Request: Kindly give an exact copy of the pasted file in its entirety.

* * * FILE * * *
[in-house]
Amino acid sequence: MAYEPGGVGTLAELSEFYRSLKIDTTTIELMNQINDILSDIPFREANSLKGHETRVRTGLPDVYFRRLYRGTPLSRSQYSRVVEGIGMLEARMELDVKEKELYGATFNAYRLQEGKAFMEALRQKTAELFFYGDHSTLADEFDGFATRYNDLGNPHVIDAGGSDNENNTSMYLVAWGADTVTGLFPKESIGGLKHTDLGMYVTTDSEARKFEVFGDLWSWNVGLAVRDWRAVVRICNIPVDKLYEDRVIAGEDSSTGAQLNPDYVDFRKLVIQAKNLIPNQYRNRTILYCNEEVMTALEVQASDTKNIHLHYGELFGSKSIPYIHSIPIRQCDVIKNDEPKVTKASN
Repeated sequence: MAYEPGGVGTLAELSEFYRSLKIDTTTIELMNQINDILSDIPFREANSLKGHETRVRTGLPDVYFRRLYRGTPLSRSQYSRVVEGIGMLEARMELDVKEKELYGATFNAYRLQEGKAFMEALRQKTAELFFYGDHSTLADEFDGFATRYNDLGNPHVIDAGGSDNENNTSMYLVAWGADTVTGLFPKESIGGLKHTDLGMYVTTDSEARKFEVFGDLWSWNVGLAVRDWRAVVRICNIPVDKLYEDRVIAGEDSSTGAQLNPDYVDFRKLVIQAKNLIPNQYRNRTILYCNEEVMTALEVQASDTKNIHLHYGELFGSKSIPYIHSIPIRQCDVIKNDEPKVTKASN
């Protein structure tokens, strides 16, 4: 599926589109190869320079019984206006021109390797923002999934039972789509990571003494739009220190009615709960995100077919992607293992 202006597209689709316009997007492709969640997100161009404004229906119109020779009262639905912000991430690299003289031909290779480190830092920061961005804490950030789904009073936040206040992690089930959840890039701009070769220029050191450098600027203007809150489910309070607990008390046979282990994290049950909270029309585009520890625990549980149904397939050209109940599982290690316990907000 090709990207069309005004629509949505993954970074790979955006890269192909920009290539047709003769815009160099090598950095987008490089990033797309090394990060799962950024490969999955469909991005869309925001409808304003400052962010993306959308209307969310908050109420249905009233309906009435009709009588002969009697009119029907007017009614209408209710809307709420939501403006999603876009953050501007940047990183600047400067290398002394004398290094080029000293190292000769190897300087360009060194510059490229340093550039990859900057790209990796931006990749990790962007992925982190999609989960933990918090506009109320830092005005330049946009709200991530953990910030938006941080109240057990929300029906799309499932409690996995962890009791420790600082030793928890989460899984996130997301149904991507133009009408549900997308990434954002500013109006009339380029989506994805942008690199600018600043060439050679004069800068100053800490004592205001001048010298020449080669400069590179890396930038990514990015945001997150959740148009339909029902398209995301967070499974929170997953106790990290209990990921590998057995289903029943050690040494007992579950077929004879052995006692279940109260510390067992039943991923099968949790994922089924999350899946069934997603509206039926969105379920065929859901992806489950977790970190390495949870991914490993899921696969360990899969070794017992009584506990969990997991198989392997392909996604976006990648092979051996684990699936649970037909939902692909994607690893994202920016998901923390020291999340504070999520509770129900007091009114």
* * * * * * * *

[in-house]
Amino acid sequence: MAYEPGGVGTLAELSEFYRSLKIDTTTIELMNQINDILSDIPFREANSLKGHETRVRTGLPDVYFRRLYRGTPLSRSQYSRVVEGIGMLEARMELDVKEKELYGATFNAYRLQEGKAFMEALRQKTAELFFYGDHSTLADEFDGFATRYNDLGNPHVIDAGGSDNENNTSMYLVAWGADTVTGLFPKESIGGLKHTDLGMYVTTDSEARKFEVFGDLWSWNVGLAVRDWRAVVRICNIPVDKLYEDRVIAGEDSSTGAQLNPDYVDFRKLVIQAKNLIPNQYRNRTILYCNEEVMTALEVQASDTKNIHLHYGELFGSKSIPYIHSIPIRQCDVIKNDEPKVTKASN
Repeated sequence: MAYEPGGVGTLAELSEFYRSLKIDTTTIELMNQINDILSDIPFREANSLKGHETRVRTGLPDVYFRRLYRGTPLSRSQYSRVVEGIGMLEARMELDVKEKELYGATFNAYRLQEGKAFMEALRQKTAELFFYGDHSTLADEFDGFATRYNDLGNPHVIDAGGSDNENNTSMYLVAWGADTVTGLFPKESIGGLKHTDLGMYVTTDSEARKFEVFGDLWSWNVGLAVRDWRAVVRICNIPVDKLYEDRVIAGEDSSTGAQLNPDYVDFRKLVIQAKNLIPNQYRNRTILYCNEEVMTALEVQASDTKNIHLHYGELFGSKSIPYIHSIPIRQCDVIKNDEPKVTKASN
């Protein structure tokens, strides 16, 4: 599926589109190869320079019984206006021109390797923002999934039972789509990571003494739009220190009615709960995100077919992607293992 202006597209689709316009997007492709969640997100161009404004229906119109020779009262639905912000991430690299003289031909290779480190830092920061961005804490950030789904009073936040206040992690089930959840890039701009070769220029050191450098600027203007809150489910309070607990008390046979282990994290049950909270029309585009520890625990549980149904397939050209109940599982290690316990907000 090709990207069309005004629509949505993954970074790979955006890269192909920009290539047709003769815009160099090598950095987008490089990033797309090394990060799962950024490969999955469909991005869309925001409808304003400052962010993306959308209307969310908050109420249905009233309906009435009709009588002969009697009119029907007017009614209408209710809307709420939501403006999603876009953050501007940047990183600047400067290398002394004398290094080029000293190292000769190897300087360009060194510059490229340093550039990859900057790209990796931006990749990790962007992925982190999609989960933990918090506009109320830092005005330049946009709200991530953990910030938006941080109240057990929300029906799309499932409690996995962890009791420790600082030793928890989460899984996130997301149904991507133009009408549900997308990434954002500013109006009339380029989506994805942008690199600018600043060439050679004069800068100053800490004592205001001048010298020449080669400069590179890396930038990514990015945001997150959740148009339909029902398209995301967070499974929170997953106790990290209990990921590998057995289903029943050690040494007992579950077929004879052995006692279940109260510390067992039943991923099968949790994922089924999350899946069934997603509206039926969105379920065929859901992806489950977790970190390495949870991914490993899921696969360990899969070794017992009584506990969990997991198989392997392909996604976006990648092979051996684990699936649970037909939902692909994607690893994202920016998901923390020291999340504070999520509770129900007091009114």